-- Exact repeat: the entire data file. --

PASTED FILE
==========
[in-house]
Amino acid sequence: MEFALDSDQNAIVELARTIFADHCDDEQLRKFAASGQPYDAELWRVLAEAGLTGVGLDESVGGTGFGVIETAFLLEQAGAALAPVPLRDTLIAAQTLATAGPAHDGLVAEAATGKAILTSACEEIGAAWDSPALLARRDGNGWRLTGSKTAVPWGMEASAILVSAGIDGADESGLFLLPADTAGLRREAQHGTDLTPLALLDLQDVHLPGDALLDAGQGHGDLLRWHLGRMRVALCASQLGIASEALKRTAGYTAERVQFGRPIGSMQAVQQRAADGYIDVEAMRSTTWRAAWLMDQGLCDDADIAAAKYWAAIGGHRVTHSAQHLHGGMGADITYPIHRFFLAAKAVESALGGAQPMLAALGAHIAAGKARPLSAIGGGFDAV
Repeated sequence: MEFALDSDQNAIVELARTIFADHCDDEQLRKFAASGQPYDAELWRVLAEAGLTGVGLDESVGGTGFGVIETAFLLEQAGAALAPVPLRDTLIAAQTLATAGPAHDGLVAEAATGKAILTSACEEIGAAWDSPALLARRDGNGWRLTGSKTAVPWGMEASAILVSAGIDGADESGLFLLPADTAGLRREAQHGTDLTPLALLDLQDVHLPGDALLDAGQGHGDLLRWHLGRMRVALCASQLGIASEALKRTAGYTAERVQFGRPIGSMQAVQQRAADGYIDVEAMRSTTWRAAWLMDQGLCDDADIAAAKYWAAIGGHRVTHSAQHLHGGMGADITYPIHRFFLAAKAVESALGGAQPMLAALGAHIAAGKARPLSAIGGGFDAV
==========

[in-house]
Amino acid sequence: MEFALDSDQNAIVELARTIFADHCDDEQLRKFAASGQPYDAELWRVLAEAGLTGVGLDESVGGTGFGVIETAFLLEQAGAALAPVPLRDTLIAAQTLATAGPAHDGLVAEAATGKAILTSACEEIGAAWDSPALLARRDGNGWRLTGSKTAVPWGMEASAILVSAGIDGADESGLFLLPADTAGLRREAQHGTDLTPLALLDLQDVHLPGDALLDAGQGHGDLLRWHLGRMRVALCASQLGIASEALKRTAGYTAERVQFGRPIGSMQAVQQRAADGYIDVEAMRSTTWRAAWLMDQGLCDDADIAAAKYWAAIGGHRVTHSAQHLHGGMGADITYPIHRFFLAAKAVESALGGAQPMLAALGAHIAAGKARPLSAIGGGFDAV
Repeated sequence: MEFALDSDQNAIVELARTIFADHCDDEQLRKFAASGQPYDAELWRVLAEAGLTGVGLDESVGGTGFGVIETAFLLEQAGAALAPVPLRDTLIAAQTLATAGPAHDGLVAEAATGKAILTSACEEIGAAWDSPALLARRDGNGWRLTGSKTAVPWGMEASAILVSAGIDGADESGLFLLPADTAGLRREAQHGTDLTPLALLDLQDVHLPGDALLDAGQGHGDLLRWHLGRMRVALCASQLGIASEALKRTAGYTAERVQFGRPIGSMQAVQQRAADGYIDVEAMRSTTWRAAWLMDQGLCDDADIAAAKYWAAIGGHRVTHSAQHLHGGMGADITYPIHRFFLAAKAVESALGGAQPMLAALGAHIAAGKARPLSAIGGGFDAV